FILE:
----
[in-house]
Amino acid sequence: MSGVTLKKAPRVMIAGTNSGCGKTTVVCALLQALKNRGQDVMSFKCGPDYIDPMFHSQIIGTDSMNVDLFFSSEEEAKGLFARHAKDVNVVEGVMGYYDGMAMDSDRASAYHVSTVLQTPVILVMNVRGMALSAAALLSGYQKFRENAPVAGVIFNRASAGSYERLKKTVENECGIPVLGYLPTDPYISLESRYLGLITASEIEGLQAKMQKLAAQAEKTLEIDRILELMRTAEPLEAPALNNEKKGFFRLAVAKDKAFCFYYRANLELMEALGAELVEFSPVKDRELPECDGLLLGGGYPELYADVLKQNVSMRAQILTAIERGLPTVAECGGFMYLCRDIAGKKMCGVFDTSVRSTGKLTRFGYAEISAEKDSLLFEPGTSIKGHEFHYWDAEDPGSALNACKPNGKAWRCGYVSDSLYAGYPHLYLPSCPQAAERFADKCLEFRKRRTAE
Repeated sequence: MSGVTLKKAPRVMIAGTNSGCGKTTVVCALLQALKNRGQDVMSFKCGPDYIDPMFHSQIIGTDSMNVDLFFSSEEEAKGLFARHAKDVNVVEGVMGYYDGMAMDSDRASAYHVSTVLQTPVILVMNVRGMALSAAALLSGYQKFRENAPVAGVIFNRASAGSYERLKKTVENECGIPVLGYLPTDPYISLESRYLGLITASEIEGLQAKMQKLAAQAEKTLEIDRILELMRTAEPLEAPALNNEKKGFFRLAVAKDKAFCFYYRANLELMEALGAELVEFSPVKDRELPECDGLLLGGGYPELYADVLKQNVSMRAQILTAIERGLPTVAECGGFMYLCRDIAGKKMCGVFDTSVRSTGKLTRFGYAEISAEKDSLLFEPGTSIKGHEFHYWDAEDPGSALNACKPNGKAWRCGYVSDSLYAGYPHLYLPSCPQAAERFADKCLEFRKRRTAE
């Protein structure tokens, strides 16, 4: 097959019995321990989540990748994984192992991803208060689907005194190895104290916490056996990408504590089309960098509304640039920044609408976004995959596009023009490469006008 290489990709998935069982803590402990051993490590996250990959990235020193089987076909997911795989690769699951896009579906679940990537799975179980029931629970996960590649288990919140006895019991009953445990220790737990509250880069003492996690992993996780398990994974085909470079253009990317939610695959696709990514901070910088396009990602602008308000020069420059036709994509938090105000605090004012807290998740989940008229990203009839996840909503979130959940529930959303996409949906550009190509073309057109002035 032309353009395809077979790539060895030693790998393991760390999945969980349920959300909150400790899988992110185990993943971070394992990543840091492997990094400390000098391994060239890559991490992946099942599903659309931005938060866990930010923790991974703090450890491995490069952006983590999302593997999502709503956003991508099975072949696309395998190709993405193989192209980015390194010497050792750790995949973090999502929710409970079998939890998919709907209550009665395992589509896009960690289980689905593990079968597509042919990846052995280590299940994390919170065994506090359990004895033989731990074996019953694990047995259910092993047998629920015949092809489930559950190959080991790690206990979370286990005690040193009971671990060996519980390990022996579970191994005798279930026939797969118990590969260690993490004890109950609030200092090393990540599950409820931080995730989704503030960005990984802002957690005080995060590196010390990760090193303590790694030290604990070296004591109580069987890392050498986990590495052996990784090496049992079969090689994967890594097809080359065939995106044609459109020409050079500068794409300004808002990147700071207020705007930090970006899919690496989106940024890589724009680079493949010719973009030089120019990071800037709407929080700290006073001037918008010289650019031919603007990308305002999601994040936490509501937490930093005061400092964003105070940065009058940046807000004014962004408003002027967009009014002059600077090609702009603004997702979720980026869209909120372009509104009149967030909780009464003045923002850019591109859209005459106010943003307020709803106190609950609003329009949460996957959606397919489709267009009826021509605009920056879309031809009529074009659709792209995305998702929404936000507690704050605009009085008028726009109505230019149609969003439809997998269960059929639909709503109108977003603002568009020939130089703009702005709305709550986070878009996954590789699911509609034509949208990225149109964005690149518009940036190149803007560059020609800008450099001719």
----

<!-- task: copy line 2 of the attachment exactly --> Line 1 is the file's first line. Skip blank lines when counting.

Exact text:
Amino acid sequence: MSGVTLKKAPRVMIAGTNSGCGKTTVVCALLQALKNRGQDVMSFKCGPDYIDPMFHSQIIGTDSMNVDLFFSSEEEAKGLFARHAKDVNVVEGVMGYYDGMAMDSDRASAYHVSTVLQTPVILVMNVRGMALSAAALLSGYQKFRENAPVAGVIFNRASAGSYERLKKTVENECGIPVLGYLPTDPYISLESRYLGLITASEIEGLQAKMQKLAAQAEKTLEIDRILELMRTAEPLEAPALNNEKKGFFRLAVAKDKAFCFYYRANLELMEALGAELVEFSPVKDRELPECDGLLLGGGYPELYADVLKQNVSMRAQILTAIERGLPTVAECGGFMYLCRDIAGKKMCGVFDTSVRSTGKLTRFGYAEISAEKDSLLFEPGTSIKGHEFHYWDAEDPGSALNACKPNGKAWRCGYVSDSLYAGYPHLYLPSCPQAAERFADKCLEFRKRRTAE